• We’re responding to reports from our safeguarding network and in the news about hateful content on popular platforms

  • Today it was reported that TikTok has deleted a collection of anti-Semitic videos with over 6.5million views

  • We have been aware for some time about the challenges of hateful content on platforms used by young people and echo concerns about the impact this has on their health and wellbeing

  • The issue of online hate contributes greatly to the issue of online harms  

This problem is not unique to one platform but features across the broad base of social media apps used by children and young people.

Examples of content on TikTok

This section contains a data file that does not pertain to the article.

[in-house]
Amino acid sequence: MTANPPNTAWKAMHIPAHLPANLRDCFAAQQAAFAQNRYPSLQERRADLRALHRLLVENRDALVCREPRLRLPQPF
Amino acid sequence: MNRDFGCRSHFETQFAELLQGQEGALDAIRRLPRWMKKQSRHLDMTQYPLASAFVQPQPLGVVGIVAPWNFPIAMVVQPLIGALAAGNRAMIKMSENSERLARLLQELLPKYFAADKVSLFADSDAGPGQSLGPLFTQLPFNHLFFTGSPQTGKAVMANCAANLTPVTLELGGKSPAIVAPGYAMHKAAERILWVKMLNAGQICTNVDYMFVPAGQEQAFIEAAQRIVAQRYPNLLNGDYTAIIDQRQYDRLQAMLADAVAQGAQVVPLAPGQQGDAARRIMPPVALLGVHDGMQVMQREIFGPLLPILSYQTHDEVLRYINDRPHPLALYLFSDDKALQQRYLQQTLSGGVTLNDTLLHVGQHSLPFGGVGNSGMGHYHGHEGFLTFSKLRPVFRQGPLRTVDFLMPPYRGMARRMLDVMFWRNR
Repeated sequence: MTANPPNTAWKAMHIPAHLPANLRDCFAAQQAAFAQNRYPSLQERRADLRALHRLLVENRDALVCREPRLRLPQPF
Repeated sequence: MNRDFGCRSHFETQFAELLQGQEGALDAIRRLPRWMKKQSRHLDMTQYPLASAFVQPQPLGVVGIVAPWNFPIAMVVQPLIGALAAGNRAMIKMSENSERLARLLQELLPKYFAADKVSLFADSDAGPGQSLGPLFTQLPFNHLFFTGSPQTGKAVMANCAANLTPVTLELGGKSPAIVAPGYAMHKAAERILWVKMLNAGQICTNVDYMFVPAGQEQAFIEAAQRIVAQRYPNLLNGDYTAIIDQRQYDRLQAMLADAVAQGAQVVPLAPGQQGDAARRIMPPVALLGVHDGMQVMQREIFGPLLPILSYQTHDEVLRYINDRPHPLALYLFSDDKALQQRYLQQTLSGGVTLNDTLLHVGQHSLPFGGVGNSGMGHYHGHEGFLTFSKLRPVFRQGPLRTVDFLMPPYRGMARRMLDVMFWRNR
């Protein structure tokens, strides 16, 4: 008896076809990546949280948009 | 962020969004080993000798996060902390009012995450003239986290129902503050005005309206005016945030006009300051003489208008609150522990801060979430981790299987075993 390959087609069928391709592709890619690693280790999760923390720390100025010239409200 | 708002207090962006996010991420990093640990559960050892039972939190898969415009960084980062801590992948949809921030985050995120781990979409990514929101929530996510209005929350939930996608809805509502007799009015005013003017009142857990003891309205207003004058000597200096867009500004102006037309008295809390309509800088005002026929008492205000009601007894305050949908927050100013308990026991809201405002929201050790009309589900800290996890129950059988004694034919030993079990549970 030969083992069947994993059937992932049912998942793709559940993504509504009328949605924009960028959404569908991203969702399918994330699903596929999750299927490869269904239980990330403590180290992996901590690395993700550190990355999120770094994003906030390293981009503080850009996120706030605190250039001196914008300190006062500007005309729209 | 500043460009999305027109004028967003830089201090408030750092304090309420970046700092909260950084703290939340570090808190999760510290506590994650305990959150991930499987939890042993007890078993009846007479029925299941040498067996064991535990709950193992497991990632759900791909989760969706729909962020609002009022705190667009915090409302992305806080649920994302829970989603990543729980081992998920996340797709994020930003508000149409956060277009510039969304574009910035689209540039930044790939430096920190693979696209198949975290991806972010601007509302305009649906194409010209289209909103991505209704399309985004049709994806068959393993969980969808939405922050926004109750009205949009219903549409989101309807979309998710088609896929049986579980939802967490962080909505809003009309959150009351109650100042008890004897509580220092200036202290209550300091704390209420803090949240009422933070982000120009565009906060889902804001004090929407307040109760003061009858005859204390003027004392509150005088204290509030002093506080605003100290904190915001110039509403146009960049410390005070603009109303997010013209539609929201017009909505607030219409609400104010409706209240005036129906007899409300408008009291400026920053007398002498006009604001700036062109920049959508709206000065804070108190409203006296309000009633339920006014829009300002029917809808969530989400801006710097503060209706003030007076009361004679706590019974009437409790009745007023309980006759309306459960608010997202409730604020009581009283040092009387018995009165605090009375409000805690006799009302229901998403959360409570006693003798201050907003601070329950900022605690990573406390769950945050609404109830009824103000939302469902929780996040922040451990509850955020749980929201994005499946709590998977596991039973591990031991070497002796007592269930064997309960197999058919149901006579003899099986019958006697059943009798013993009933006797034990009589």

Why you should be concerned:

  • Certain sites have been used to radicalise young people

  • Violent attacks, instruction manuals and statements have been circulated on platforms used by young people

  • Hateful messages can impact how young people see certain groups or communities

  • Young people can feel ostracised if they belong to groups targeted by online hate

  • Young people may not fully understand the context of online hate

  • Young people may feel pressure to mimic or participate in viral trends which could involve hateful content or actions that constitute hate crimes

Talking to young people about hateful content online: 

  • Teach them how to cope with hateful content when they do see it*

  • Empower them to tell you when they see things that are hurtful or upsetting

  • Talk to them about how to report online hate crimes

  • Encourage them to think about ‘dark humour’ and how it may be hurtful to other people

To report online material that promotes terrorism or extremism, you can use the Home Office Anonymous Reporting Portal 

To report hate crime and online hate material you can use the True Vision Reporting Portal